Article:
Methodological Concerns in Bioethics
McCullough, Laurence B.
Journal of Medicine and Philosophy. 1986 Feb; 11(1): 17-37.
A philosopher examines current methodologies in bioethics/medical ethics and how well each is suited to furthering scholarship in the field. Among the topics he discusses are the two major methodologies that have dominated bioethics and medical ethics; medical ethics and bioethics in a secular, pluralistic society; "federal" ethics, where consensus on ethical issues is arrived at by government-appointed committees; and the implications of philosophy-based bioethics for medical schools and academic medical centers and the liberal arts universities that sponsor them. McCullough pays particular attention to the differences between a theory-driven methodology that is grounded in philosophical ethics and that treats medical ethics as a subset of bioethics, and a methodology that is rooted in medicine and its traditions, that is focused on the role-specific obligations of physicians, and that regards medical ethics as a branch of professional ethics. (KIE abstract)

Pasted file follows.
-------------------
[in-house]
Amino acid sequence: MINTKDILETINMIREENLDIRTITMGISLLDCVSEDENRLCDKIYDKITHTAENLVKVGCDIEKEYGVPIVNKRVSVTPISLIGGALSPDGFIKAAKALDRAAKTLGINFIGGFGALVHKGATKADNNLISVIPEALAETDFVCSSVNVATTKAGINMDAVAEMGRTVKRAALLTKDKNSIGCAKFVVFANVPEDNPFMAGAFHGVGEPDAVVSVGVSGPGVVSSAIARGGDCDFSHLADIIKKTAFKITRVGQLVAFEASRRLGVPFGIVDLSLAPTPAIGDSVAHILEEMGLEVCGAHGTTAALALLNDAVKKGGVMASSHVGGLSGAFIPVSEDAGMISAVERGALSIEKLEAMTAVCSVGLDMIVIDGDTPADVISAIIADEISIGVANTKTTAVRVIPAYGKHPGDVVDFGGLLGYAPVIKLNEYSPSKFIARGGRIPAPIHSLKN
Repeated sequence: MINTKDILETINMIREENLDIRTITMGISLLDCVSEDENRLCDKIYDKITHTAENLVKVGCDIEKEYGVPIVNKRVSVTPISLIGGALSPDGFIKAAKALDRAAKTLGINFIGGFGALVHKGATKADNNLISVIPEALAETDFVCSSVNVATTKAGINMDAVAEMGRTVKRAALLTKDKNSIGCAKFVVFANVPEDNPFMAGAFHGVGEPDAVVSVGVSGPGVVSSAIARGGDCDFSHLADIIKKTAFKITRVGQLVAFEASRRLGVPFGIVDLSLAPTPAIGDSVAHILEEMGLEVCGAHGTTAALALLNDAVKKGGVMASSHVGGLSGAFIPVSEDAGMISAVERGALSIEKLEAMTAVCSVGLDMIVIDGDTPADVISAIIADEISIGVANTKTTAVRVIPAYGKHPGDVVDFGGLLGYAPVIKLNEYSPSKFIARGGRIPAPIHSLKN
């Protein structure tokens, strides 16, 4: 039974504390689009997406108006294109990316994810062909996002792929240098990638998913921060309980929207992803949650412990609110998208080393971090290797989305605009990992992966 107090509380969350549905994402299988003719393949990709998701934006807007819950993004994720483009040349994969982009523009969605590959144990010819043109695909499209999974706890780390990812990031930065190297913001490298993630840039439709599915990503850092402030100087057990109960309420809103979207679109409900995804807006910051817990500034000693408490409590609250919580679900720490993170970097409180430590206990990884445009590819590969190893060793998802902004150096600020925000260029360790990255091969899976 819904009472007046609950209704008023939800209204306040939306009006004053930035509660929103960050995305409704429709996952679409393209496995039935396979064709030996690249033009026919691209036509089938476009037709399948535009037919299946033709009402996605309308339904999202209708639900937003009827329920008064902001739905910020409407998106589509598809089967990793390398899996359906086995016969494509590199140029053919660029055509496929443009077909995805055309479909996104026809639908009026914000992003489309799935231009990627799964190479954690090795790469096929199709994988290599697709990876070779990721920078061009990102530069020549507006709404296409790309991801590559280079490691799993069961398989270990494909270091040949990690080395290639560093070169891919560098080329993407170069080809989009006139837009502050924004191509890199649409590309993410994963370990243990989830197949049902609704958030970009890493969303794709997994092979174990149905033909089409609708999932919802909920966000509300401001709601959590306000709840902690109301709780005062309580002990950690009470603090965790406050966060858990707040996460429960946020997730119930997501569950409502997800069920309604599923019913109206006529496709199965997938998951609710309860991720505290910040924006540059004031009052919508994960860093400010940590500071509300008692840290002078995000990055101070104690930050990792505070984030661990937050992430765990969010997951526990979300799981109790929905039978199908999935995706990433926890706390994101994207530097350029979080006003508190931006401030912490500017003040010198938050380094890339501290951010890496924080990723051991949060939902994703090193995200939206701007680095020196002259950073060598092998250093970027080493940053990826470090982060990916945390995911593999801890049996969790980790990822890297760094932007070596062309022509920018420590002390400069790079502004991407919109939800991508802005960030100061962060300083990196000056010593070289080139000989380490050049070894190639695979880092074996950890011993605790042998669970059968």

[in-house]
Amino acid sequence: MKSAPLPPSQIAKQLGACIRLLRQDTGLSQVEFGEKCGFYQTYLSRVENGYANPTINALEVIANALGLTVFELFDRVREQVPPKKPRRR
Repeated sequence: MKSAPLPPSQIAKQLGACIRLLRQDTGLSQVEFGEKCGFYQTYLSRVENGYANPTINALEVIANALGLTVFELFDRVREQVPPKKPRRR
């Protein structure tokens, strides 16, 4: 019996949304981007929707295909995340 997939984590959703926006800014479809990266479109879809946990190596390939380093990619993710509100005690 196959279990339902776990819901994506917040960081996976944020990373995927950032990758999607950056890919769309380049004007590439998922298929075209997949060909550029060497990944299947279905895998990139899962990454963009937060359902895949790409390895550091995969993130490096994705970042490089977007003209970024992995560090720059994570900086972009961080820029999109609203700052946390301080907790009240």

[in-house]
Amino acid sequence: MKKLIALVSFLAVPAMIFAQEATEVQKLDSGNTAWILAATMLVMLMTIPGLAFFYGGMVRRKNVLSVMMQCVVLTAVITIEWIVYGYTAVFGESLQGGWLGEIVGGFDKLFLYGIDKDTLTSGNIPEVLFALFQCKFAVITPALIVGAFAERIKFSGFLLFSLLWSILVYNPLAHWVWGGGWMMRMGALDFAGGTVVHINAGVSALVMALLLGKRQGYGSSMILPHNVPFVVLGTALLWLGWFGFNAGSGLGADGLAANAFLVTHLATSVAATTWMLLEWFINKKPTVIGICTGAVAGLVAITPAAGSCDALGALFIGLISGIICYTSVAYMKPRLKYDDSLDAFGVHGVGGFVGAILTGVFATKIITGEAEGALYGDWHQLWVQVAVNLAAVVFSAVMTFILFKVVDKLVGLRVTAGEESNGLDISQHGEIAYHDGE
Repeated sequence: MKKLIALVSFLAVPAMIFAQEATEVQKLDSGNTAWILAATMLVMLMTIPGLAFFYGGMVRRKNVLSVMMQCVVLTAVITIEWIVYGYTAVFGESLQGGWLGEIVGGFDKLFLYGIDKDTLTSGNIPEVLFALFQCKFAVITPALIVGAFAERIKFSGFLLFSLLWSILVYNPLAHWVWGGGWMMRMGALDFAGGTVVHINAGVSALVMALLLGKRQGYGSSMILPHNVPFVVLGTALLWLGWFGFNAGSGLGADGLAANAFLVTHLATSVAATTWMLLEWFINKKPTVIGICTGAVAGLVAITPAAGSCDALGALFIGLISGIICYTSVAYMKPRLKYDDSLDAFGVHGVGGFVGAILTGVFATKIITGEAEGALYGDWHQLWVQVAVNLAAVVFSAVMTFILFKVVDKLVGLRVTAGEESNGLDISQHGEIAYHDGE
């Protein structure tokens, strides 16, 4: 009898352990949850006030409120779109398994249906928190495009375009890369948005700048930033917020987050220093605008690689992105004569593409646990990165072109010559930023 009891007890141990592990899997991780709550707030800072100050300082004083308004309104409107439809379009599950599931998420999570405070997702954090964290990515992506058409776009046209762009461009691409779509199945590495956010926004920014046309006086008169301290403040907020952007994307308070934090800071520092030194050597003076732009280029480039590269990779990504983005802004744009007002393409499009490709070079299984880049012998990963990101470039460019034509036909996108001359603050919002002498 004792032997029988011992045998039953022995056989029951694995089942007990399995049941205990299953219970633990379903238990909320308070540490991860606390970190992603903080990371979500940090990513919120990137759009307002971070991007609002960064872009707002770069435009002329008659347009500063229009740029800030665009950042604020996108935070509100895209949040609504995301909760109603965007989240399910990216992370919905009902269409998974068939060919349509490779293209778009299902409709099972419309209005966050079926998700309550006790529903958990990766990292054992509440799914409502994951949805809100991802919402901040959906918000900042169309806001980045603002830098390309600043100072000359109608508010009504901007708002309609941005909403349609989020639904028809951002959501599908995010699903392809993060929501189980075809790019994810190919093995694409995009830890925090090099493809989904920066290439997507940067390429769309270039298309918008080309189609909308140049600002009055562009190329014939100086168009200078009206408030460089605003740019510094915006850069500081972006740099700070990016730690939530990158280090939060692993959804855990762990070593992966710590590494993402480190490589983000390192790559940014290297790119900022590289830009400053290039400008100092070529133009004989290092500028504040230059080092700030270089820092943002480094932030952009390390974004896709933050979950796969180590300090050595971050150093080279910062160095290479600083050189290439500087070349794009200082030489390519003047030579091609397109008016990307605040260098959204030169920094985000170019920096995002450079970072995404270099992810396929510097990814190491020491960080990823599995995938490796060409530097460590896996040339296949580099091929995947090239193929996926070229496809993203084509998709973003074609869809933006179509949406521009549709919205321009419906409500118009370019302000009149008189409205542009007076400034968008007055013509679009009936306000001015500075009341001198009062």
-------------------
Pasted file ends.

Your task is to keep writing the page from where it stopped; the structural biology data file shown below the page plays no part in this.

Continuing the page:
Academic Medical Centers; Advisory Committees; Autonomy; Beneficence; Bioethics; Consensus; Education; Ethical Analysis; Ethical Theory; Ethics; Government; Medical Education; Medical Ethics; Medical Schools; Medicine; Methods; Moral Obligations; Moral Policy; Newborns; Personhood; Philosophy; Physician Patient Relationship; Physicians; Professional Ethics; Public Policy; Review; Schools; Universities; Virtues;
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McCullough, Laurence B. (1986-02)
The Intellectual and Moral Integrity of Bioethics: Response to Commentaries on "A Case Study in Unethical Transgressive Bioethics: 'Letter of Concern From Bioethicists' About the Prenatal Administration of Dexamethasone" McCullough, Laurence B; Chervenak, Frank A; Brent, Robert L; Hippen, Benjamin (2010-09)
Philosophical Challenges in Teaching Bioethics: The Importance of Professional Medical Ethics and Its History for Bioethics McCullough, Laurence B. (2002-08)The papers in this number of the Journal originated in a session sponsored by the American Philosophical Association's Committee on Philosophy and Medicine in 1999. The four papers and two commentaries identify and address ...